What is the name of Papidi Billa in English

on

English [edit]

Alternative forms [edit]

Etymology [edit]

Apparently of North Germanic origin, compare Danishalf, Swedishalf, alv, Old Norsealfr("eleven"). Doublet of eleven other oaf.

Pronunciation [edit]

Noun [edit]

on (Pluralonto)

  1. (obsolete) A changeling or elfchild; a child left by fairies.
  2. (obsolete) A deformed or foolish child; a simpleton; at oaf.
    (Can we find and add a quotation of Drayton to this entry?)

Part or all of this entry has been imported from the 1913 edition of Webster’s Dictionary, which is now free of copyright and hence in the public domain. The imported definitions may be significantly out of date, and any more recent senses may be completely missing.
(See the entry for on in
Webster’s Revised Unabridged Dictionary, G. & C. Merriam, 1913.)

Anagrams [edit]


German [edit]

Alternative forms [edit]

  • open (obsolete)
  • uf, uff (obsolete or dialectal)

Etymology [edit]

From Middle High Germanūf, from Old High Germanūf, from Proto-Germanic* upp. This form with a lengthened vowel is originally Upper German. Central German forms were Middle High Germanuf and (western) up. Compare Luxembourgishop, Dutchop, Englishup.

Pronunciation [edit]

Preposition [edit]

on

  1. (with dative) on, upon (positioned at the top of)
    The book lies on the table. - The book is lying on the table.
  2. (with accusative) on, onto, up (moving to the top of)
    I am putting the book on the table. - I'm putting the book on the table.
  3. (with accusative) on (indicating responsibility)
    The first drink goes onto House. - The first drink is on the House.
    That doesn't fall on you back, rather on me. I screwed up.
    That's not on you but on me. I messed up.
  4. (with dative) in, at; used with certain nouns intead of at or in
    Nobody on the world could have foreseen that. - No one in the world could have predicted that.
    on the town squarein the town square
    The ship is on lake - The ship is at sea.
    on the fairat the fun fair
    on the postat the post office (so: at the post office)
  5. (with accusative) to; used with certain nouns instead of to or in
    on the fairto the fun fair
    on the postto the post office (so: to the post office)
  6. (with a language name) in (see usage note below)
    What does that mean on German? - What's this in German?
  7. (linguistics) in (of a word: ending with some sound or syllable)
    Words on-Ness are female. - Words in-Ness are feminine.
  8. (archaic or colloquial, regional, northern and western Germany) on (a day; usually of the week)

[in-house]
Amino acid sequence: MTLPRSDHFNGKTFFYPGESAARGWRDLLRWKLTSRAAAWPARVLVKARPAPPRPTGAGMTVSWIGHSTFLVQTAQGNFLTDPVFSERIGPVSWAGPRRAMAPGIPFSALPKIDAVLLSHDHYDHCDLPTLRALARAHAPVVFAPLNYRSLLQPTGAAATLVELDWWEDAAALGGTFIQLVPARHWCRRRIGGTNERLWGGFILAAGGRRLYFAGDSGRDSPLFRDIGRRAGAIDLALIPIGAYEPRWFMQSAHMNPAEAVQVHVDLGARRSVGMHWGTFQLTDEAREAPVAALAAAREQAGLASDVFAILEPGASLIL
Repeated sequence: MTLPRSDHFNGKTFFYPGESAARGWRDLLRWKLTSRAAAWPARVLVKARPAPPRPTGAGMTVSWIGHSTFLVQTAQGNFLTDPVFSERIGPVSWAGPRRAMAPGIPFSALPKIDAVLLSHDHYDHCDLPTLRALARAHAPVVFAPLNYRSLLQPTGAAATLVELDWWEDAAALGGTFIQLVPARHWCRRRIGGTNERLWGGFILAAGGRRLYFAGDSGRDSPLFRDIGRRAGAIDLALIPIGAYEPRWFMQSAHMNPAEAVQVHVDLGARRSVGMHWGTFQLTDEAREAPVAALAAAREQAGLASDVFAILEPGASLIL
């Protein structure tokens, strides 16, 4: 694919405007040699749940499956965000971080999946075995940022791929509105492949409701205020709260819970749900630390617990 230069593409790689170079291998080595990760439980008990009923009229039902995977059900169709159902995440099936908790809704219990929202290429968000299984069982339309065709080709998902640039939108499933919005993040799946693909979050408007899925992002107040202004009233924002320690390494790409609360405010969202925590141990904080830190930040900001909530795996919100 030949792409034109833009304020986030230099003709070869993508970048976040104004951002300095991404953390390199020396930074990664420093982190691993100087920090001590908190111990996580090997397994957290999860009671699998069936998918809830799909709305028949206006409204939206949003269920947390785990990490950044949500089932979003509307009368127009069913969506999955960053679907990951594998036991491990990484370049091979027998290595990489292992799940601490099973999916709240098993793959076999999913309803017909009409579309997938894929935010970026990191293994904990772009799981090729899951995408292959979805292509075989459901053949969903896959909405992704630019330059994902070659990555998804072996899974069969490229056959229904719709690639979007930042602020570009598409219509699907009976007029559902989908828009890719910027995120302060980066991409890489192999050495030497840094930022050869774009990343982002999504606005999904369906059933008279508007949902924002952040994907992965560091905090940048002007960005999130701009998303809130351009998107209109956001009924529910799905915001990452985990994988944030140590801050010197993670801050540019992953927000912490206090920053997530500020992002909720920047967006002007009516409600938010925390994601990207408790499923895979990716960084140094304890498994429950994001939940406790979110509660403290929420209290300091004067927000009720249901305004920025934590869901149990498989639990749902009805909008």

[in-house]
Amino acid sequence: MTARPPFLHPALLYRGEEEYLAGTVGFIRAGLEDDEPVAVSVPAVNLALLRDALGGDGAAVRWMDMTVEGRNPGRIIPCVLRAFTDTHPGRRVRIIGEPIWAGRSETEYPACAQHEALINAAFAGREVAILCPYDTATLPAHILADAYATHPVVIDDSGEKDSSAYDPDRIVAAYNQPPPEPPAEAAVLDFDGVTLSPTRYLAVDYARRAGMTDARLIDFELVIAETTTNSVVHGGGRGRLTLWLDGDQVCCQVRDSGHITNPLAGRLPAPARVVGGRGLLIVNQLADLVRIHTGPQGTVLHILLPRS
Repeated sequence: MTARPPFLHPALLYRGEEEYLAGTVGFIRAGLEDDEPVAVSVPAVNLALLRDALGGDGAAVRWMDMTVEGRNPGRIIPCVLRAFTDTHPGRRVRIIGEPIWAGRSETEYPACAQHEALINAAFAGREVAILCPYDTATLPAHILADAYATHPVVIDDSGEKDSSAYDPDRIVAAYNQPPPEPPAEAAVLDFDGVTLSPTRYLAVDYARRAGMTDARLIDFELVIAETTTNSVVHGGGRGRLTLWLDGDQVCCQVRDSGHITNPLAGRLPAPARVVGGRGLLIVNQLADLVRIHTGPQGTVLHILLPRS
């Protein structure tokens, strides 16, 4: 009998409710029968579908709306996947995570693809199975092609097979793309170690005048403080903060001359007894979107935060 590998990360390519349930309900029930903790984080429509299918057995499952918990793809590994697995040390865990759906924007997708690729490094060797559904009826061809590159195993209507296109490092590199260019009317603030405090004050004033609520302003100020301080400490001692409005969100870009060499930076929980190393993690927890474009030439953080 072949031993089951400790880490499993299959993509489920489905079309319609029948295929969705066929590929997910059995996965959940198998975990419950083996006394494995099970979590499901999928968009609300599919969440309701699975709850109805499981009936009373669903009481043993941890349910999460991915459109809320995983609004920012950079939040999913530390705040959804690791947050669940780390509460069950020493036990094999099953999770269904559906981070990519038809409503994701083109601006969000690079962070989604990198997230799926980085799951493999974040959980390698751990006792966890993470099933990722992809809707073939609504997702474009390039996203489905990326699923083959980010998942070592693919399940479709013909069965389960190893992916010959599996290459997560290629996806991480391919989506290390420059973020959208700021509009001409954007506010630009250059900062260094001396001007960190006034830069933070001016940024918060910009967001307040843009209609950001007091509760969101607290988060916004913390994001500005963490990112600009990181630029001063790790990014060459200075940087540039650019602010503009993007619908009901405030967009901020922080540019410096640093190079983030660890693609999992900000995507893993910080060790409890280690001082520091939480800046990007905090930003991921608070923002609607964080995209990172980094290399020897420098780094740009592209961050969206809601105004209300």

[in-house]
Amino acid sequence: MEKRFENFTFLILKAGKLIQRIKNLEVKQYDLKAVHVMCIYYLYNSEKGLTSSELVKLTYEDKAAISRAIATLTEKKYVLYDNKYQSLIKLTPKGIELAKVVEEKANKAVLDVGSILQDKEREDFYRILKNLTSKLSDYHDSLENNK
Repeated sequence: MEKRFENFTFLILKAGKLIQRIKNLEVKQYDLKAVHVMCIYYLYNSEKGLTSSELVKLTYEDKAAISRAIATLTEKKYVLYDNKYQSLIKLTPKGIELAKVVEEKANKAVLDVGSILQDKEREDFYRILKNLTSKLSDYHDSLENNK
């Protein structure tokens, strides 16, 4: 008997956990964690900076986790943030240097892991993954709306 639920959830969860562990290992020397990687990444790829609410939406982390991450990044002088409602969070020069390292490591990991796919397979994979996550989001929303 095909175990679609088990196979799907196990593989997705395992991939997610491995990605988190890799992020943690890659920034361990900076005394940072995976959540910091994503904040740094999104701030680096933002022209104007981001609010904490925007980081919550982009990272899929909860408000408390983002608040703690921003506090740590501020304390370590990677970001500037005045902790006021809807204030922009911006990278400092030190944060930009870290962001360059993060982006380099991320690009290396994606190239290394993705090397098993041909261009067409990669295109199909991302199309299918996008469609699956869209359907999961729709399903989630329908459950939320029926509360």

You can on (’N) Don't mow the lawn on Sunday!
    You can't mow the lawn on a Sunday!
  9. (with accusative) for (during the continuance of)
    on Years beyondfor years to come

Usage notes [edit]

  • On is a Alternating preposition, meaning that it is used with accusative case when the verb shows movement from one place to another, whereas it is used with dative case when the verb shows location. In idiomatic combinations with verbs the correct case is not always predictable and must be memorized.
  • Generally speaking, on is used when referring to something being on a horizontal surface, as opposed to at, which usually points to a vertical surface.
  • On is used with language names not preceded by any determiners or adjectives; otherwise in is used. Thus you say something in English(“In English”), but in good English(“In good English”). The phrase in good English may not be entirely ungrammatical, but it is doubtful and at most informally acceptable.

Synonyms [edit]

Derived terms [edit]

  • (on + that) on (standard)
  • (on + the) aufm (colloquial only)

Adverb [edit]

on

  1. (somewhat informal) open
    Synonym: open
    The door is on. - The door is open.
  2. (colloquial) finished; gone (food)
    Synonym: all
    Do you have your soup on? - Have you finished your soup?
    The milk is ’ on. - The milk is gone. (consumed)

Synonyms [edit]

Antonyms [edit]

Usage notes [edit]

  • Compare to the latter example the phrase: The milk isout, which would mean that all the milk has been sold out, e.g. from a supermarket.

Interjection [edit]

on

  1. carry on (continue or proceed as before)
  2. have a go

Further reading [edit]

  • “On” in Digital dictionary of the German language
  • Friedrich Kluge (1883), “on”, in John Francis Davis, transl., Etymological Dictionary of the German Language, published 1891